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The Patchwork Repp Tie

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We are all familiar with patchwork ties, sport coats, trousers, and shirts that are made up of Madras and even though it is not as common we have all seen patchwork items made from tweed and tartans as well. There is another patchwork item that I have only seen a handful of times.

The first time that I saw a patchwork Repp tie (pictured below) it took me a few moments to figure out what it was that I was looking at. It was difficult to recognize the striped Repp ties when the stripes were arranged in random patchwork fashion. Once I was able to make out what I was looking at I was intrigued.
Patchwork Repp Tie YRR

Fast forward to last week when I spotted a patchwork Repp tie over at Polo Ralph Lauren (see here). Uncle Ralph’s patchwork Repp tie is not strictly made of striped ties. It also includes a few pieces of an emblematic tie. The tie is a bit slim, but it is still wearable at 3” (I find 3.25” perfect for myself). It is also a bit expensive. This patchwork tie sports a price tag of $165.
PRL Patchwork Repp Tie  2014

I know that patchwork items are not for everyone. They fall into the category of clothing coined by Tom Wolfe in his 1976 article for Esquire entitled “Mauve Gloves & Madmen, Clutter & Vine,” as “go to hell” or simply GTH. GTH clothing can be polarizing and this tie is no different, but when I saw a version being offered up by Polo Ralph Lauren this season I thought that it was well worth discussing. Now comes the question, would you wear it?

Another Menswear Shop Closes: Roger Stevens

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A few weeks ago veteran Ask Andy Trad member CMDC posted about another independent menswear shop closing its doors. I have been doing some research on various menswear shops of the past so his post really resonated with me. I followed up with CMDC about this post and he was kind enough to provide a write for us about his.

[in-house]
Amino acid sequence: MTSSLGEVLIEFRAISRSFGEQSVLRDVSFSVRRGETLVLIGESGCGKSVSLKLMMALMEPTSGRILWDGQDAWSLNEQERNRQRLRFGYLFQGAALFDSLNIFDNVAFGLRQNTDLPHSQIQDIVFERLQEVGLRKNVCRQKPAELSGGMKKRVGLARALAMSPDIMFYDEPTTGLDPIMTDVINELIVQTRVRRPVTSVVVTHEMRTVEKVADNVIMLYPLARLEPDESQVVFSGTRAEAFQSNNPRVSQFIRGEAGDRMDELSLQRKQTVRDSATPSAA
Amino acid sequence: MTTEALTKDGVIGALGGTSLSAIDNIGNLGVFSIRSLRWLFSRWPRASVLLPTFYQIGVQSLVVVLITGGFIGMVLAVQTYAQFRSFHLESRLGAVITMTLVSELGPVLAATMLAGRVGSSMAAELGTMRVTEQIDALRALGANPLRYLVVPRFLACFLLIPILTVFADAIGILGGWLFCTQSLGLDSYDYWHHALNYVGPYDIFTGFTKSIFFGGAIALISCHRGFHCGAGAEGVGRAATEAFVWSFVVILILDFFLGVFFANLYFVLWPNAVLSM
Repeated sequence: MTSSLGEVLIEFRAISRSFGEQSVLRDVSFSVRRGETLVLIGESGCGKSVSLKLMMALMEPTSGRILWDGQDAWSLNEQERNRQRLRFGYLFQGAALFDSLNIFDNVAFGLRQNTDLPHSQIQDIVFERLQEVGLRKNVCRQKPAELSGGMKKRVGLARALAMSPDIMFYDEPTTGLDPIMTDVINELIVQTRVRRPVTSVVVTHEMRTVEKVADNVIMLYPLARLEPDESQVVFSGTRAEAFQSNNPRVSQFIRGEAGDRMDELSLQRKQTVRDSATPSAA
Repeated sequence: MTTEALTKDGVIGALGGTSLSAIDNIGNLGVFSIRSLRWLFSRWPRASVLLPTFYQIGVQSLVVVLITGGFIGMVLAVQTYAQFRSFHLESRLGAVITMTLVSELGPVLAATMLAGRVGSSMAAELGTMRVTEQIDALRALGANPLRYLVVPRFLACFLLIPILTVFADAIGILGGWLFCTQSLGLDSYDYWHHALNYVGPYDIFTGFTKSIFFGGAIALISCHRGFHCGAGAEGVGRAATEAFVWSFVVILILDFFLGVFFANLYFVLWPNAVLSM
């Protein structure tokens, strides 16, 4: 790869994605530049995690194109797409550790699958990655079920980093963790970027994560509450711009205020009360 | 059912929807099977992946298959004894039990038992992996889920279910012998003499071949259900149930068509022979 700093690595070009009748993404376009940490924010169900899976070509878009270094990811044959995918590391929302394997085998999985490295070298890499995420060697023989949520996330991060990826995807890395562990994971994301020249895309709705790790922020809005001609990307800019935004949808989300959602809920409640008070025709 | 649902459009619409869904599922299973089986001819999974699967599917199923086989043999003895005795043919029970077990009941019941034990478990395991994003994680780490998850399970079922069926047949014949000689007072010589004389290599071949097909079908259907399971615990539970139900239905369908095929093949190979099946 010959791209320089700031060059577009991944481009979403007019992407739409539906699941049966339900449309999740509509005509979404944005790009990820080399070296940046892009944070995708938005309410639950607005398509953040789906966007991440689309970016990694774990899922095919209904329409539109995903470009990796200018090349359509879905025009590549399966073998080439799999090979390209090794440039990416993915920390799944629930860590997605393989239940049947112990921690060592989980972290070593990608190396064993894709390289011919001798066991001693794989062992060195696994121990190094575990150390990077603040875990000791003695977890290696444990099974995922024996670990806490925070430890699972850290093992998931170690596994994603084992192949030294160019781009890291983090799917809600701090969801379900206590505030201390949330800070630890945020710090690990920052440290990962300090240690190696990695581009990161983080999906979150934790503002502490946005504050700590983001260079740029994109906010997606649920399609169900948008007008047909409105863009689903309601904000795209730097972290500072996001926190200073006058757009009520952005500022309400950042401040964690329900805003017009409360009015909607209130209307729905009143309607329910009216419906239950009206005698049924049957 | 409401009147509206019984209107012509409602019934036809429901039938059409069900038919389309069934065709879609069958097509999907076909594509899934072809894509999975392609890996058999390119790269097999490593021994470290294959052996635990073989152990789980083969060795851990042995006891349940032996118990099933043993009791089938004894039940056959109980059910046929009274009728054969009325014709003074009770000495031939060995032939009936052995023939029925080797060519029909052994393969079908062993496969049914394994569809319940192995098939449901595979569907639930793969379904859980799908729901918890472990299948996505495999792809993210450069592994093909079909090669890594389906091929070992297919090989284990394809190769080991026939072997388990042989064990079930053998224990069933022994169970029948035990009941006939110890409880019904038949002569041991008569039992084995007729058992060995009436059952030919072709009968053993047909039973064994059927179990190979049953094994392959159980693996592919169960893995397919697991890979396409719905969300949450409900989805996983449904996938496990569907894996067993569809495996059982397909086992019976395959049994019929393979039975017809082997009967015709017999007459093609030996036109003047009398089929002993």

Roger Stevens is located in the lobby of the Pfister Hotel in downtown Milwaukee. The Pfister is Milwaukee’s finest hotel and is one of those old, historic, elegant gems that each major city has but that aren’t being built anymore. When I was an undergrad in Milwaukee during the early ’90s, I had neither the sensibility nor the cash to shop there. So, I never visited the store in its heyday. Milwaukee is, as most would guess, a very blue collar town so I’ve never associated it with fine dressing although there obviously is a clientele that has kept the store doing well over the years. The patrons of the Pfister have also been a key element of the store’s success.
Roger Stevens Store Front

I get back to Milwaukee a couple of times per year and, as I’ve become more dedicated to dressing well, I’ve always intended to stop in. With the announcement of the store’s impending closing–and the significant markdowns–I made it a point to visit when I was in Milwaukee a few weeks back. Roger Stevens is–and clearly was–the type of store we clothing enthusiasts wish was still the standard. Even though their stock has been getting cleared out and everything was 50% off, the staff approached me and the other customers in the store as if it was business as usual. To give a sense of their offerings, the main brands were Samuelsohn, Southwick, Bills, Seaward and Stearn, Gitman Bros, and Zanella. They used to offer Allen Edmonds as well, which one would expect. So, mostly TNSIL favorites with a tiny smattering of the more fashion forward.
Roger Stevens StoreRoger Stevens TiesWhile there was much to tempt me, I didn’t want to totally break the bank. In the end, there was a Southwick 3/2 sack tweed sportcoat that I simply couldn’t leave behind. The price was very good and I’m always a sucker for bold tweed patterns. I rounded out my purchase with a really nice Ancient Madder tie. I had a really nice conversation with the saleswoman who helped me about the store, its closing, and the Milwaukee menswear scene. The honest truth is that there’s not much left in Milwaukee, especially downtown. There is a Brooks Brothers at one of the suburban malls as well as Harley’s on Milwaukee’s east side which offers a much more fashion forward, heavily Italian, line.
Made for Roger StevensSo, another fine menswear store is no more. While Roger Stevens’ closing isn’t attributable to the rise of business casual or the economic downturn, it is gone nonetheless. I really wish I had been able to make more than one visit. You can read more about Roger Stevens and its closing here: Menswear store Roger Stevens closing after 37 years

Long Live Heavy Tweed Jacket

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It has been a long week. I am sure that I am not the only one feeling worn down from the work week and that many of you can relate. However, I am sure that many of you are wondering, “What does this mean to me?” It means that I slacked off this week and do not have anything truly new to share, but what I do have is some classic material to pass along.